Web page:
In every young musician’s development, there are giants in the landscape, central figures whose polar influence helps transform a soft lump of unrealized possibility into a stronger and more viable form that can move forward with focus, discipline, and a sense of purpose. Some of these giants forge this transformation with force of personality, some with fear of disapproval, some with a rigorous methodology that must be adhered to at all costs; Doris Keyes, who would have been capable of wielding all of these tools, used none of them. Instead, she inspired her students by showing us the results of applying a seemingly inexhaustible combination of curiosity, wonder, humility, and dogged self-reliance to the subject. In her teaching, each new piece of music was not a problem to be solved (although each would present plenty of these along the way), but a beautiful landscape to be explored reverentially and with the knowledge that one lifetime would never be enough time to discover even a small fraction of the treasures that it contained.
Within this paradigm, every performance is not a recitation but rather an exploration. The point of the performance was not to find, but to seek, and to let anyone listening hear you searching for new meaning in every moment even if you’ve played a passage or piece a thousand times before. Once this concept is ingrained, the student comes to understand that the only thing more exhausting than approaching every piece of music in this way is not approaching every piece of music in this way; by comparison, the latter is tantamount to going through life with eyes, ears, and heart either partially or completely closed. On this subject, Mrs. K was passing on a fundamental truth that she knew all too well – that life is too short and too precious to waste.
Not that there wasn’t lots of technical instruction going on in the process; there was, but it simply wasn’t the main point. The goal was always to bring the life already present in the music out through your own unique perspective and voice, and technique was simply the physical means to do that. In a sense, she tricked me into a lifelong fascination with physical technique by exemplifying a universal truth about physical technique in any endeavor: in short, that the core is the center of relaxed power. How else could a woman barely five feet tall and 100 lbs soaking wet produce a sound that was exponentially more powerful than mine when I stood over a foot taller and weighed nearly twice as much as she did? Early on, I asked her how this could be and she just smiled and said (putting one hand on her belly and the other on her lower back), “because I play from here, and you (then placing her hands around my fingers) play from here. You see, we don’t play the piano* with our fingers any more than we digest our food with our teeth. They are just the first things to touch it. The real work is done much closer to the center.” For me, this began a lifelong obsession with the study of how to transmit the force to do anything – play any instrument, lift any object, throw a ball, or even walk – from the core to the target without weakening the signal by inefficient use of the mechanism. This message has been one of my greatest life lessons in many areas (but that’s a subject for another day).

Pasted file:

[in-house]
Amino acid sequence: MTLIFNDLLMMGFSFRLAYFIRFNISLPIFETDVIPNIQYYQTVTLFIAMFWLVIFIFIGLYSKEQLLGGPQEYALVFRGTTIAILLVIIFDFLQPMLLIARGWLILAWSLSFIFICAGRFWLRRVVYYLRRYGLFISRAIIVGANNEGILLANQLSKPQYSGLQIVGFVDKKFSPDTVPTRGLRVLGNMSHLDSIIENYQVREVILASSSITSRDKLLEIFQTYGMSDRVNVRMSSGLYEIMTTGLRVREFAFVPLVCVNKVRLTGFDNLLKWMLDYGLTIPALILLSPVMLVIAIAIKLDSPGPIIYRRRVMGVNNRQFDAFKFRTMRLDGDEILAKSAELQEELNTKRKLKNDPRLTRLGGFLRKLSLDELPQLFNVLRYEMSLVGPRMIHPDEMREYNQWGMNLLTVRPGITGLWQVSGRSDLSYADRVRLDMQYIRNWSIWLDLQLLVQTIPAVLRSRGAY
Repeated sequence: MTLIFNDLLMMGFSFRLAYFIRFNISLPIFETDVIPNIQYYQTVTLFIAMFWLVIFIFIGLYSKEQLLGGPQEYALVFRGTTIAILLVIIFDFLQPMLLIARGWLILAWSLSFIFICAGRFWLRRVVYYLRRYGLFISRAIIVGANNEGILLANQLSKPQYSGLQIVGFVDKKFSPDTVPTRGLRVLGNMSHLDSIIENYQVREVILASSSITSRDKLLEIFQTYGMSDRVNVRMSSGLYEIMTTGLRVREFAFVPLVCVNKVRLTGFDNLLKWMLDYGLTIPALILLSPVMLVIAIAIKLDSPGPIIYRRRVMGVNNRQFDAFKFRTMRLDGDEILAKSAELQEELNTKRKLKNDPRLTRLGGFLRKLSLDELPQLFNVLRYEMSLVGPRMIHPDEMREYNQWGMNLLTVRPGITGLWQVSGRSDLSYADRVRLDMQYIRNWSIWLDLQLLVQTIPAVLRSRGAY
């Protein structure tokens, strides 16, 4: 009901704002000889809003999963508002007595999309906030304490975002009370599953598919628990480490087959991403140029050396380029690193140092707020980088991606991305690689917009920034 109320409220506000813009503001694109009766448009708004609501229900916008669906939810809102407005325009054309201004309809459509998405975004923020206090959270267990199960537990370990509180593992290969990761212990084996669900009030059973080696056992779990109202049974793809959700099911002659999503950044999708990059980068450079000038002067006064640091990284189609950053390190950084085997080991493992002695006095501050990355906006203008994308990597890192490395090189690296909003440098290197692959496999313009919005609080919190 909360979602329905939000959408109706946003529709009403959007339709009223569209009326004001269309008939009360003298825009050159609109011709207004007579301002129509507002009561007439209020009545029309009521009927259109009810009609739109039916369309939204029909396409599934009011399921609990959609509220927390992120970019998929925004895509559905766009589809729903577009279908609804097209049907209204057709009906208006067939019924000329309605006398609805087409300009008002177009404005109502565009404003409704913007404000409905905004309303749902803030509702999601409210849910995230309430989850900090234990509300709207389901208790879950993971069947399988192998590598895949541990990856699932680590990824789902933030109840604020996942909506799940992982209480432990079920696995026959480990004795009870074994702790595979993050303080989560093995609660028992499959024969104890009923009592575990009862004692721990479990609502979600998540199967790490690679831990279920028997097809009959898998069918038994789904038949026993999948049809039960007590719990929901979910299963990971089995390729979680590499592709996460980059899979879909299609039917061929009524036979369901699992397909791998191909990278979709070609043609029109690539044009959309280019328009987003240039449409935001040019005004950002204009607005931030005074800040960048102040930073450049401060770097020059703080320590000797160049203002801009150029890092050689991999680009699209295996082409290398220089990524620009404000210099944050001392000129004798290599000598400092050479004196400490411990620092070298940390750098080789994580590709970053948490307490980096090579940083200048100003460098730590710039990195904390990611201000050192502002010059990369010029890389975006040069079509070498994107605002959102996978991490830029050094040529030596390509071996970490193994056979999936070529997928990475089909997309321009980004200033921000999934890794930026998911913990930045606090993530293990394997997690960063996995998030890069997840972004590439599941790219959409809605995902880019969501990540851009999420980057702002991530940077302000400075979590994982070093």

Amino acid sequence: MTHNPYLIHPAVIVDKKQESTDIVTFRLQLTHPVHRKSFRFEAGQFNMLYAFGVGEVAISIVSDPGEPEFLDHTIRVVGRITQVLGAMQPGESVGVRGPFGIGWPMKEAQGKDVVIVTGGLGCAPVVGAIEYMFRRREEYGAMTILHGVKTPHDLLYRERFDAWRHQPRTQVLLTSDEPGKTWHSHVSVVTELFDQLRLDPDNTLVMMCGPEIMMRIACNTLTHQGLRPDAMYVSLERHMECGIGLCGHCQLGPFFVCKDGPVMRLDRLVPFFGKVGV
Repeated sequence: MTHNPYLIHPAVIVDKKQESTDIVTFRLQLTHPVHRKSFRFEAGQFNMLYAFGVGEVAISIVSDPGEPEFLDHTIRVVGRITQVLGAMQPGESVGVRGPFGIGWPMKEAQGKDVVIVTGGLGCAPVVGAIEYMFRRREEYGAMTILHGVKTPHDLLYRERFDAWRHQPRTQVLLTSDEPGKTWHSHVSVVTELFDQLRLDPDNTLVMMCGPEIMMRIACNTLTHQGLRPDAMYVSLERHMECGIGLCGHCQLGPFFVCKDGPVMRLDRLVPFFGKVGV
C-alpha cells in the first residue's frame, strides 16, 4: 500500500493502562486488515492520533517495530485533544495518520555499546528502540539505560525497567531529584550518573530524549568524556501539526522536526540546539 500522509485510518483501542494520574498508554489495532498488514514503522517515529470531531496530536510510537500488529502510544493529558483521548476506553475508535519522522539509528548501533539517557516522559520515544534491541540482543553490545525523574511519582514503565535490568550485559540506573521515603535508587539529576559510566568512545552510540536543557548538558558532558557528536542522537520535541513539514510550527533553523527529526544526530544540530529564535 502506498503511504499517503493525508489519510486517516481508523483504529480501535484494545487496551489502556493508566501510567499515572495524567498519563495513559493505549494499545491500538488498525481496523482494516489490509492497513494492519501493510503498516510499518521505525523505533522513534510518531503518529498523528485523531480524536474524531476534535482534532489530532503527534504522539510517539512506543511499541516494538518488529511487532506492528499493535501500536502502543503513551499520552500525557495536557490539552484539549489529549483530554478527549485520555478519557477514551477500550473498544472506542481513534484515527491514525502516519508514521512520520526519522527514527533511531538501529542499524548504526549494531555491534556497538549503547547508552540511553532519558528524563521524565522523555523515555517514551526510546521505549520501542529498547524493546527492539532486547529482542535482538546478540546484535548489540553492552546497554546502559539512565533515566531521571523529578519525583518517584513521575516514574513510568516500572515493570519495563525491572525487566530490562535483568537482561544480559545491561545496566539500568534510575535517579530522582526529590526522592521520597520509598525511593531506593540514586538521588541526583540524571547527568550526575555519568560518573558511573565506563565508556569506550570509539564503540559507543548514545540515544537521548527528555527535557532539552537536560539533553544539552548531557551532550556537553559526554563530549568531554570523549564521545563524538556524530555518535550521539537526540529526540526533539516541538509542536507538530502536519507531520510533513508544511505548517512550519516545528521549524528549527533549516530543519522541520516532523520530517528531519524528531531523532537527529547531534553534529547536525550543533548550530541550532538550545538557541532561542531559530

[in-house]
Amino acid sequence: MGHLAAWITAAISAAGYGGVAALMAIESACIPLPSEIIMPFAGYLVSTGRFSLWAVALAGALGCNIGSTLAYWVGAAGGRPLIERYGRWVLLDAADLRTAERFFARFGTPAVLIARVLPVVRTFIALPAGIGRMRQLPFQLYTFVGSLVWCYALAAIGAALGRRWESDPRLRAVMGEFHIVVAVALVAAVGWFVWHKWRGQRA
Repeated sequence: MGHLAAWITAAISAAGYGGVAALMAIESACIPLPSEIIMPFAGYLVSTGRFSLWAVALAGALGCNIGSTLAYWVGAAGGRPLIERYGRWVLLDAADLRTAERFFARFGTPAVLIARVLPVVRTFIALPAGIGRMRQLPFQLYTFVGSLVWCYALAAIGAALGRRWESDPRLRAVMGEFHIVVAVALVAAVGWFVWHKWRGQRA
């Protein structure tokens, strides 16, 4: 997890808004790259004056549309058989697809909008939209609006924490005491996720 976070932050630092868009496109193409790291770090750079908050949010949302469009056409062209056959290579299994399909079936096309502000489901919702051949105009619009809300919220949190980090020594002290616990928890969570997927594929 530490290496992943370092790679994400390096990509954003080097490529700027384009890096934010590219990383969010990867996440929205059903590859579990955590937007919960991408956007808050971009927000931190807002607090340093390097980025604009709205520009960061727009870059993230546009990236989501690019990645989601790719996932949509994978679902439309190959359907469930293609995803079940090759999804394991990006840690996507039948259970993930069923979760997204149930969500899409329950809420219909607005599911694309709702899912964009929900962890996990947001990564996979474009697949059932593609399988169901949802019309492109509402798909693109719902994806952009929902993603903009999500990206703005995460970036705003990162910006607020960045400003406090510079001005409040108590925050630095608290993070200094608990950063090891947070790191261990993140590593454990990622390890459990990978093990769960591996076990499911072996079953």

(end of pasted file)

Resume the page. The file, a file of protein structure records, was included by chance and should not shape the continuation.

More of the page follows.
In the end, while a thousand words could never begin to scratch the surface of all of the lessons I learned from Mrs. K and all the ways that she is still with me every single day when I play music, I’ll leave this little testimonial with the greatest compliment I know how to give anyone and then seven words from Mrs. K, posed as a question, that have shaped the course of every even marginally successful attempt at music making I’ve been a part of since I met her.
The Compliment – when I met her, she was in her mid 50’s, her children were grown, and as far as any of us could see, she had little if anything left to prove as she was already a master of the very thing which the rest of us were just beginning to get a taste of. In spite of this, she seemed as or more enthusiastic than any of her students about the subject of making music and playing the piano. I’m pretty sure I was not alone in thinking this thought once I got to know her: “That’s what I want to be when I grow up”.
The Seven Words – “What does the music* want from you?”
* (Somehow, when Mrs. K spoke the words “the piano” or “the music“, they always came out in italics, and were sometimes bolded as well)
(for an explanation of why the title of this blog begins with the words “Fifth Business”, click here)